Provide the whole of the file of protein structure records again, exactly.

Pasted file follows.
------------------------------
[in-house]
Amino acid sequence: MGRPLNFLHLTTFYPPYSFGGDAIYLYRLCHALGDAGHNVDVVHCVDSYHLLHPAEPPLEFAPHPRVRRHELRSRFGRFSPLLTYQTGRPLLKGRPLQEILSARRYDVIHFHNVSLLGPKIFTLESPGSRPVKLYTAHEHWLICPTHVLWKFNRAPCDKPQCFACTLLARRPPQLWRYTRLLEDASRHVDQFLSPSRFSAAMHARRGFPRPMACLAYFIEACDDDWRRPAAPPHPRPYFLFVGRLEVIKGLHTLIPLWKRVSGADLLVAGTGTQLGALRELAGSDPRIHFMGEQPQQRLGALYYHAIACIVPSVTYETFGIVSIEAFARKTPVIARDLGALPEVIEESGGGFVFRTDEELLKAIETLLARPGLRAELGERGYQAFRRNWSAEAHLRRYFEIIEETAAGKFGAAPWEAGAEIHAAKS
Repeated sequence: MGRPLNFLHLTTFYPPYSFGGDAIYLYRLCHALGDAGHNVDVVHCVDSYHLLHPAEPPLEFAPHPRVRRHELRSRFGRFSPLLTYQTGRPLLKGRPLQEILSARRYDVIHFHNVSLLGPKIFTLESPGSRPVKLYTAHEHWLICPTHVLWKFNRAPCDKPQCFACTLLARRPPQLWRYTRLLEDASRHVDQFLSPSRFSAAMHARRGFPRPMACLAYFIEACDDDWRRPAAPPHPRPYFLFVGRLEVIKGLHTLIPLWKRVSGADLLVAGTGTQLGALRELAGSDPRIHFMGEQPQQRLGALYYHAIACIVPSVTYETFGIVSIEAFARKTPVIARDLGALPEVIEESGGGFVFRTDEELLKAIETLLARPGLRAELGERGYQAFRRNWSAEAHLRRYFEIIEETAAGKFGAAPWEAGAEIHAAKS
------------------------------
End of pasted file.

[in-house]
Amino acid sequence: MGRPLNFLHLTTFYPPYSFGGDAIYLYRLCHALGDAGHNVDVVHCVDSYHLLHPAEPPLEFAPHPRVRRHELRSRFGRFSPLLTYQTGRPLLKGRPLQEILSARRYDVIHFHNVSLLGPKIFTLESPGSRPVKLYTAHEHWLICPTHVLWKFNRAPCDKPQCFACTLLARRPPQLWRYTRLLEDASRHVDQFLSPSRFSAAMHARRGFPRPMACLAYFIEACDDDWRRPAAPPHPRPYFLFVGRLEVIKGLHTLIPLWKRVSGADLLVAGTGTQLGALRELAGSDPRIHFMGEQPQQRLGALYYHAIACIVPSVTYETFGIVSIEAFARKTPVIARDLGALPEVIEESGGGFVFRTDEELLKAIETLLARPGLRAELGERGYQAFRRNWSAEAHLRRYFEIIEETAAGKFGAAPWEAGAEIHAAKS
Repeated sequence: MGRPLNFLHLTTFYPPYSFGGDAIYLYRLCHALGDAGHNVDVVHCVDSYHLLHPAEPPLEFAPHPRVRRHELRSRFGRFSPLLTYQTGRPLLKGRPLQEILSARRYDVIHFHNVSLLGPKIFTLESPGSRPVKLYTAHEHWLICPTHVLWKFNRAPCDKPQCFACTLLARRPPQLWRYTRLLEDASRHVDQFLSPSRFSAAMHARRGFPRPMACLAYFIEACDDDWRRPAAPPHPRPYFLFVGRLEVIKGLHTLIPLWKRVSGADLLVAGTGTQLGALRELAGSDPRIHFMGEQPQQRLGALYYHAIACIVPSVTYETFGIVSIEAFARKTPVIARDLGALPEVIEESGGGFVFRTDEELLKAIETLLARPGLRAELGERGYQAFRRNWSAEAHLRRYFEIIEETAAGKFGAAPWEAGAEIHAAKS